n Communicare : Journal for Communication Sciences in Southern Africa - “South Africa belongs to all who live in it” : deconstructing media discourses of migrants during times of xenophobic attacks, from 2008 to 2017

Volume 37 Number 1
  • ISSN : 0259-0069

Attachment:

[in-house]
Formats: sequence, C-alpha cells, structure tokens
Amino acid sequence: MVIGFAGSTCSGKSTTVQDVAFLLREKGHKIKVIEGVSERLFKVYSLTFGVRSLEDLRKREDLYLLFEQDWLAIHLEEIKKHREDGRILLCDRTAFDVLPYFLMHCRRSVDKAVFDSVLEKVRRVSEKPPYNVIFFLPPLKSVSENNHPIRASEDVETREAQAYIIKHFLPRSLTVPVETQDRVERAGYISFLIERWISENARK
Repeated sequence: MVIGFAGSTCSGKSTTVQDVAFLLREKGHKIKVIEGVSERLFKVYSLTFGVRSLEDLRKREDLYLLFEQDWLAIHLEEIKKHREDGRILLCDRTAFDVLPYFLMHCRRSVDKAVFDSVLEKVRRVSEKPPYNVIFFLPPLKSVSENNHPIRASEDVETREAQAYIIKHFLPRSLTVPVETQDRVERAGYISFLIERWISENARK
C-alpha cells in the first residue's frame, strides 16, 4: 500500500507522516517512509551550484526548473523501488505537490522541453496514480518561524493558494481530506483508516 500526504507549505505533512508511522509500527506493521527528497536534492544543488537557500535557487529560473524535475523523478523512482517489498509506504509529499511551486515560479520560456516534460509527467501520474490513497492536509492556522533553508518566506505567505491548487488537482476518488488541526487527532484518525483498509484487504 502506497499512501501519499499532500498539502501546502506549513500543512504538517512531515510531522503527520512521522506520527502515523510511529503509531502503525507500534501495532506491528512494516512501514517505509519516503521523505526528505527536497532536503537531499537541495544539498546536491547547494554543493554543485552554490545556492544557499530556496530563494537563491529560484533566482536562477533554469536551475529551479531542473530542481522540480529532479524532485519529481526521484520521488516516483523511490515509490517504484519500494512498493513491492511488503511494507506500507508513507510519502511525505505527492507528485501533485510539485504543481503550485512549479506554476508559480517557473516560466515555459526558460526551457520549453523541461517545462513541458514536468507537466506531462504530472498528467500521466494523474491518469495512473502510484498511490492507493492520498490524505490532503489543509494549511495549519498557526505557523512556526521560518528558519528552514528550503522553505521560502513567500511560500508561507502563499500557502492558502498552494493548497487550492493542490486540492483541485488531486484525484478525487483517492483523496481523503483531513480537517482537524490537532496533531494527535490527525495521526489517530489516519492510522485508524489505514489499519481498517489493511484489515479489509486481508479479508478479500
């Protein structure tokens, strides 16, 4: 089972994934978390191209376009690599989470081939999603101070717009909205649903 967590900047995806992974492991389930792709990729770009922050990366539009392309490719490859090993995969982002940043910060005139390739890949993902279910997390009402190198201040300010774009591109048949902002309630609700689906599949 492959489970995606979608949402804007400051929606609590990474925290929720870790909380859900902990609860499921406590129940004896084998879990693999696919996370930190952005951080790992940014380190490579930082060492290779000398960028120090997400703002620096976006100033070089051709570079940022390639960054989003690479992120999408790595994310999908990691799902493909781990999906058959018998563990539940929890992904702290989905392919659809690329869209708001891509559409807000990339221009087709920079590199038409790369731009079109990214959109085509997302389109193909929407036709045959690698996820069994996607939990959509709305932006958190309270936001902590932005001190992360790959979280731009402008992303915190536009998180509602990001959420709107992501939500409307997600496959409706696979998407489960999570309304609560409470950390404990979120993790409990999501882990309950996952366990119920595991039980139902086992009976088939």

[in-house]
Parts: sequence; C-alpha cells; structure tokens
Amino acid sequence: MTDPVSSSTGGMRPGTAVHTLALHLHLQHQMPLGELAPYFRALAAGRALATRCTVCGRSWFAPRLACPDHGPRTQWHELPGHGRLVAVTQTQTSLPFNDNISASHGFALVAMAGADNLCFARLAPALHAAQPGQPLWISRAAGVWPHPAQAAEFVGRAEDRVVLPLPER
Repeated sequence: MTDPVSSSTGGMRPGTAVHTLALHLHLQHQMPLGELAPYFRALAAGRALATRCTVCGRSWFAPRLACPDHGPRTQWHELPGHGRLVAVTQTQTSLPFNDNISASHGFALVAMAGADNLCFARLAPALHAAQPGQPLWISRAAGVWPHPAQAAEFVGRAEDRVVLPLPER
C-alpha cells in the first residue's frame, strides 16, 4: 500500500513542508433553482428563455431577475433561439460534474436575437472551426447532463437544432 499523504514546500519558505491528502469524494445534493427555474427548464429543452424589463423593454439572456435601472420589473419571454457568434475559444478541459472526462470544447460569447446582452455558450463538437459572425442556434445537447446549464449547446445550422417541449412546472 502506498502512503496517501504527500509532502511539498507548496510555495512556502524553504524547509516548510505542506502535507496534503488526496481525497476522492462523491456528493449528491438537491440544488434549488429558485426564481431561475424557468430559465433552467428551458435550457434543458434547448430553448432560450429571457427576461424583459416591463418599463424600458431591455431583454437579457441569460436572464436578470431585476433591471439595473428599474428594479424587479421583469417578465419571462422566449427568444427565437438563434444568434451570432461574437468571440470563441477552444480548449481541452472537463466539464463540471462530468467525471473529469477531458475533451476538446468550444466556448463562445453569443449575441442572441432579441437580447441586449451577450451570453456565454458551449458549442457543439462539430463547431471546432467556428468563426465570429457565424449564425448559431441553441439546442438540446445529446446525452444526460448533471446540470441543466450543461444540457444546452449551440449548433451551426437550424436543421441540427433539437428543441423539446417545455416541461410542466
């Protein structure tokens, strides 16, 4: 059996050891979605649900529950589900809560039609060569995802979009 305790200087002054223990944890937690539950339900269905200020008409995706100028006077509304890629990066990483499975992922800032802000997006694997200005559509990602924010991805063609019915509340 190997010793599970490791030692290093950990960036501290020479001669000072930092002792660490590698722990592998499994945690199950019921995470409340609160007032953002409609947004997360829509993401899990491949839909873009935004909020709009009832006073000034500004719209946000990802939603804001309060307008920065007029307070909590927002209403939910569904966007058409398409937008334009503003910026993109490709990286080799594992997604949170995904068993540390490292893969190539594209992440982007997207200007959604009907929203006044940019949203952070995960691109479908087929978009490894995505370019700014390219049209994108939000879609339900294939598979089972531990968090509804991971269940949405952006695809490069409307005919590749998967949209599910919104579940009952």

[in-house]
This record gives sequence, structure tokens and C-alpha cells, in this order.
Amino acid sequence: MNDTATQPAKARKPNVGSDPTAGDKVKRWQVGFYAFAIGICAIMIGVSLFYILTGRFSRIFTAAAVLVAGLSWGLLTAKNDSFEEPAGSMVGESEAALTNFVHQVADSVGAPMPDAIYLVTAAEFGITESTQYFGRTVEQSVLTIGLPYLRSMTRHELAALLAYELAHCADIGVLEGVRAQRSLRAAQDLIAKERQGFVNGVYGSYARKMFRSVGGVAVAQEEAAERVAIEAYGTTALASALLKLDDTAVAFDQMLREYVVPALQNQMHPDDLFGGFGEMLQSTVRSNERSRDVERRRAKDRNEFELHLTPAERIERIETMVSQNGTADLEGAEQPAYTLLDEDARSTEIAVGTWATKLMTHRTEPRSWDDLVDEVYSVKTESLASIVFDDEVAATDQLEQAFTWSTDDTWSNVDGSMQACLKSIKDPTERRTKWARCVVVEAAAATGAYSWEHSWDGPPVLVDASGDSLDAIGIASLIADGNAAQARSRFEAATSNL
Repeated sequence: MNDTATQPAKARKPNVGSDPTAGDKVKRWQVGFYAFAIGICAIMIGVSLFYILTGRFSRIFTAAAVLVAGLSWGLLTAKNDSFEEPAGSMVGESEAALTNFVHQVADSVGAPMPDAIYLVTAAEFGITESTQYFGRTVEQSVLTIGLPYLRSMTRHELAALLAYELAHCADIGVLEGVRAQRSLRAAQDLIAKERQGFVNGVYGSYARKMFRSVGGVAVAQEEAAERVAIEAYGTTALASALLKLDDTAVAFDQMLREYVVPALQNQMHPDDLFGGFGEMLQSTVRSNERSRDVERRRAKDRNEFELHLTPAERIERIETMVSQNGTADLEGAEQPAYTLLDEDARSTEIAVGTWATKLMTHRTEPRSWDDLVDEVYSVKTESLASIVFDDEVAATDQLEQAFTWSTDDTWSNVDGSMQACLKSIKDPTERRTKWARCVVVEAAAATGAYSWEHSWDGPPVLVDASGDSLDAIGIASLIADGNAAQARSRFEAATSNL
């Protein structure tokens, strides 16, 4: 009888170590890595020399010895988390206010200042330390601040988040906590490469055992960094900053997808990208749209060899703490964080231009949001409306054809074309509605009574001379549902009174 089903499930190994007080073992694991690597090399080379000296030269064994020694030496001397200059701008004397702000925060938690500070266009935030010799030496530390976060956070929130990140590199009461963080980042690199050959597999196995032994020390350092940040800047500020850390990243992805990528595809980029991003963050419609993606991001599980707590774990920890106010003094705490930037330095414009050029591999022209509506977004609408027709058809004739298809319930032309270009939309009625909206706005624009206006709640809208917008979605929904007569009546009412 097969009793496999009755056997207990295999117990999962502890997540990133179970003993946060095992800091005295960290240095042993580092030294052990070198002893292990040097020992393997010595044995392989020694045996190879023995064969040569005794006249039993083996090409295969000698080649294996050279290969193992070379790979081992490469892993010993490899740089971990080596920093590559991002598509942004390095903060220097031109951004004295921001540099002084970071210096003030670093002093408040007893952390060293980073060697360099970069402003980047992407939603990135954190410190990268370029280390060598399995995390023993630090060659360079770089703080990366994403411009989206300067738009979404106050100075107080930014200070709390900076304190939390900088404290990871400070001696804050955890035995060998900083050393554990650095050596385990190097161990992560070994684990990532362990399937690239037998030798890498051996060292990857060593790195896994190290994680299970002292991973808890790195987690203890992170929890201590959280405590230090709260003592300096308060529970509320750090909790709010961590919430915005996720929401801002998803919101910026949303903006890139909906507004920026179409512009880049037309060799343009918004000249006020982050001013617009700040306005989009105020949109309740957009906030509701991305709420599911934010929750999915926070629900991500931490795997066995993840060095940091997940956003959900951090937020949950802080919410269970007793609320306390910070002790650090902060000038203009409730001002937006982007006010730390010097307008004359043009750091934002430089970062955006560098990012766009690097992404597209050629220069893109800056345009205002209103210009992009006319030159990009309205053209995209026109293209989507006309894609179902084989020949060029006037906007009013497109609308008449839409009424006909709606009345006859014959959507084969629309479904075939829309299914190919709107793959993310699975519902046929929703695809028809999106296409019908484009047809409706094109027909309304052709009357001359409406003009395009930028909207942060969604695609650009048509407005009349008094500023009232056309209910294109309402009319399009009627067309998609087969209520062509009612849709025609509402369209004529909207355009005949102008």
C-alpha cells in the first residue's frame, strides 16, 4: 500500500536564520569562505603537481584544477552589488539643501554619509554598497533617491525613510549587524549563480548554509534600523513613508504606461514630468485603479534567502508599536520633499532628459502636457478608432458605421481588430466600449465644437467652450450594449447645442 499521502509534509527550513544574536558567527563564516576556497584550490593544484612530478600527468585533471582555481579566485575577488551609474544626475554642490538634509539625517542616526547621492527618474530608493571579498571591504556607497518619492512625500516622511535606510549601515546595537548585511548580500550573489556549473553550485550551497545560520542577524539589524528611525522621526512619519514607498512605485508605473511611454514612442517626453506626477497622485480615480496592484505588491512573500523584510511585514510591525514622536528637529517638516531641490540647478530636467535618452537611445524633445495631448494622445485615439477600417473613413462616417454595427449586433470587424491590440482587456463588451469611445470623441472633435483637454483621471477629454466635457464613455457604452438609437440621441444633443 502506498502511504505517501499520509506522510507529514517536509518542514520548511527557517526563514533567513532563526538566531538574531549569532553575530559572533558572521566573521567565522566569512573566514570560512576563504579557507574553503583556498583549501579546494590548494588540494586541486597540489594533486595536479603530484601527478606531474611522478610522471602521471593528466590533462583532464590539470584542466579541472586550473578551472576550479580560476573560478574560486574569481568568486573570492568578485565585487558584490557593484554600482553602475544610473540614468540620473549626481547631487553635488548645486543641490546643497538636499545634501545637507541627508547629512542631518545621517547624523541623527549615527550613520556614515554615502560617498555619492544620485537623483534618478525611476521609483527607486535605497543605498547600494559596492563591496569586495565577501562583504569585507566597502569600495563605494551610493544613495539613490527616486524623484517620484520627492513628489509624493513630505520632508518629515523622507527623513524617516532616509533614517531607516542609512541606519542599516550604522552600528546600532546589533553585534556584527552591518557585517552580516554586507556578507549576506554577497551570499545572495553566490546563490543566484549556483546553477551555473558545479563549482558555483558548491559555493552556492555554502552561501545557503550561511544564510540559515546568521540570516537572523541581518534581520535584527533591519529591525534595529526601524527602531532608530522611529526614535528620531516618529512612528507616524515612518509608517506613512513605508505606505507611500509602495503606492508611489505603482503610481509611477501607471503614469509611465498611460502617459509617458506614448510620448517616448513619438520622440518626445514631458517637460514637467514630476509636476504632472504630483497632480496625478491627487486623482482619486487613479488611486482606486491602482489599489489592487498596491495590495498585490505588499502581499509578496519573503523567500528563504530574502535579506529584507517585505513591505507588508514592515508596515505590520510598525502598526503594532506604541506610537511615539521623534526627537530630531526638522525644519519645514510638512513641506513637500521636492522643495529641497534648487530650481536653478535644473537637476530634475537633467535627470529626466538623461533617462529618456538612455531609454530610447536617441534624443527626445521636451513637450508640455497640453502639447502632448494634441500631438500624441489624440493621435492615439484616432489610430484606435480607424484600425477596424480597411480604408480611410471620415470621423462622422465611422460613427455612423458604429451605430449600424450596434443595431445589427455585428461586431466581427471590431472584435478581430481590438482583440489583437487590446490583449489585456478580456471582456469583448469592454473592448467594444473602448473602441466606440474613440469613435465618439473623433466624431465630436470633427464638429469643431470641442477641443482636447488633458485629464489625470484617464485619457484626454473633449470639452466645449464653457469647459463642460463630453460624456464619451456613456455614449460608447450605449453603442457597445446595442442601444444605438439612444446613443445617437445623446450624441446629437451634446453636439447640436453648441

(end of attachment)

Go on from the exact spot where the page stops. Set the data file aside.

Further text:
A growing body of literature on media and xenophobia in South Africa has shown that the depiction of immigrants by the mainstream print media is overwhelmingly negative, and this in turn enforces negative stereotypes that contribute to further xenophobic attacks. This paper adds a dimension that is missing from existing research to focus on media representation of immigrants within questions around citizenship and identity.. The arguments driving this paper are inspired by the proclamations in the South African Constitution preamble, which states that “South Africa belongs to all who live in it, united in our diversity”. This paper analyses how selected print media in the country construct immigrants in the context of identity and belonging. We start from the premise that as a social institution, the media play an important role in shaping policies on immigration that have a bearing on these matters. Using theories of media and national identity, the paper examines thematic frames used by the selected newspapers to construct the image of immigrants during three periods of xenophobic violence, in 2008, 2015, and 2017. Our main argument is that while the media have played a significant role in creating awareness about the scourge of xenophobia, they have, wittingly or unwittingly, used narrative frames that justify the exclusion of foreigners, thereby entrenching a perception of insiders and outsiders, citizens and non-citizens. In the process, they also reinforce fears of a national takeover by the foreign “other”. These arguments hold significance in the broader debates about the transformation of the print media and its role in the on-going process of nation-building.

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